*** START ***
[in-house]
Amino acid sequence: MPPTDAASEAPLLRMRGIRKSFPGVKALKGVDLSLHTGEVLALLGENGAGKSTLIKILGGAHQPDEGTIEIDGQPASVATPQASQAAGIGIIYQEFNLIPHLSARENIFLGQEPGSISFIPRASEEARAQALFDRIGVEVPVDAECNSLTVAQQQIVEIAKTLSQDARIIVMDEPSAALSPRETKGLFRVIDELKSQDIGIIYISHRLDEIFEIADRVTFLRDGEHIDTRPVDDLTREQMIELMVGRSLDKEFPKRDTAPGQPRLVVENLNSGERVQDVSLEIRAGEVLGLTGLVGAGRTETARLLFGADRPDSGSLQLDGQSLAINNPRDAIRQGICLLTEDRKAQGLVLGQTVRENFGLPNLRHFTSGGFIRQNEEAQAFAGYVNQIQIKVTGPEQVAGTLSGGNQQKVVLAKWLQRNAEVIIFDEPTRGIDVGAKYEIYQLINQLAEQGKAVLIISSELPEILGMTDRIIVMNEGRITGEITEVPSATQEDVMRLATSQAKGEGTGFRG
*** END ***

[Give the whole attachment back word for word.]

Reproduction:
[in-house]
Amino acid sequence: MPPTDAASEAPLLRMRGIRKSFPGVKALKGVDLSLHTGEVLALLGENGAGKSTLIKILGGAHQPDEGTIEIDGQPASVATPQASQAAGIGIIYQEFNLIPHLSARENIFLGQEPGSISFIPRASEEARAQALFDRIGVEVPVDAECNSLTVAQQQIVEIAKTLSQDARIIVMDEPSAALSPRETKGLFRVIDELKSQDIGIIYISHRLDEIFEIADRVTFLRDGEHIDTRPVDDLTREQMIELMVGRSLDKEFPKRDTAPGQPRLVVENLNSGERVQDVSLEIRAGEVLGLTGLVGAGRTETARLLFGADRPDSGSLQLDGQSLAINNPRDAIRQGICLLTEDRKAQGLVLGQTVRENFGLPNLRHFTSGGFIRQNEEAQAFAGYVNQIQIKVTGPEQVAGTLSGGNQQKVVLAKWLQRNAEVIIFDEPTRGIDVGAKYEIYQLINQLAEQGKAVLIISSELPEILGMTDRIIVMNEGRITGEITEVPSATQEDVMRLATSQAKGEGTGFRG